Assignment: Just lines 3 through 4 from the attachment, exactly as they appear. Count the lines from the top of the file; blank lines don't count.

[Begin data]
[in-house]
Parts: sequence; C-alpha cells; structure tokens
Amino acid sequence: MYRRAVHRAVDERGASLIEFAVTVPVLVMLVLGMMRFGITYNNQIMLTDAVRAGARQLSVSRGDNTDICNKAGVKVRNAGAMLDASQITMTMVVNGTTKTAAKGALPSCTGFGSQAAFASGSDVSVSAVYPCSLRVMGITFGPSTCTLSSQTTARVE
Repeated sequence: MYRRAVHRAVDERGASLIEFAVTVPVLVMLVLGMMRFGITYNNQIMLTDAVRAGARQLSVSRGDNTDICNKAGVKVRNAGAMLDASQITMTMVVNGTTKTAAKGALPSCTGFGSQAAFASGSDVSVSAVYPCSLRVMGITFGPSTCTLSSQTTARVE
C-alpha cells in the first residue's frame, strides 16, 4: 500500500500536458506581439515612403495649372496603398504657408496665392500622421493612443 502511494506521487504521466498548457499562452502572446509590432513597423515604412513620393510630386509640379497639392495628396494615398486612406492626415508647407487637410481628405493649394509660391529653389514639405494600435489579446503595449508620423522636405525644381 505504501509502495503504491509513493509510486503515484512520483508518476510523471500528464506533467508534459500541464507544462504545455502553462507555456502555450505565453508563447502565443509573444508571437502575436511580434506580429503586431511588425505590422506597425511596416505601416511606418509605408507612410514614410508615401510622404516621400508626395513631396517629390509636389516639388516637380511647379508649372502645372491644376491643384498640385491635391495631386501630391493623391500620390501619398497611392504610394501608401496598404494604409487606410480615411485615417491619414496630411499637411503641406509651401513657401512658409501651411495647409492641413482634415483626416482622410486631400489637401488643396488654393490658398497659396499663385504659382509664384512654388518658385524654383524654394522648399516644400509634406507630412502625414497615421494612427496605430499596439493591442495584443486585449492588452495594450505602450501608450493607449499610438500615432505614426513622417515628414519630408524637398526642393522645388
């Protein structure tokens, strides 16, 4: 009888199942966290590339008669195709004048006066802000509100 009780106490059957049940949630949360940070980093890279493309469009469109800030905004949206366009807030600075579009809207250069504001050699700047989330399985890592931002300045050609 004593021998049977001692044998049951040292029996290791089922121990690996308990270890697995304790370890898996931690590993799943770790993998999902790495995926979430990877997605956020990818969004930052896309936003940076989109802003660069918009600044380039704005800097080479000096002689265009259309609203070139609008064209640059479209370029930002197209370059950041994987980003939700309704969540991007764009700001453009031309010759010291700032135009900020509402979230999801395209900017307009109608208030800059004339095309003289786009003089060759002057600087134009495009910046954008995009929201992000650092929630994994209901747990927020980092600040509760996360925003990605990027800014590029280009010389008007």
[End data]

Amino acid sequence: MYRRAVHRAVDERGASLIEFAVTVPVLVMLVLGMMRFGITYNNQIMLTDAVRAGARQLSVSRGDNTDICNKAGVKVRNAGAMLDASQITMTMVVNGTTKTAAKGALPSCTGFGSQAAFASGSDVSVSAVYPCSLRVMGITFGPSTCTLSSQTTARVE
Repeated sequence: MYRRAVHRAVDERGASLIEFAVTVPVLVMLVLGMMRFGITYNNQIMLTDAVRAGARQLSVSRGDNTDICNKAGVKVRNAGAMLDASQITMTMVVNGTTKTAAKGALPSCTGFGSQAAFASGSDVSVSAVYPCSLRVMGITFGPSTCTLSSQTTARVE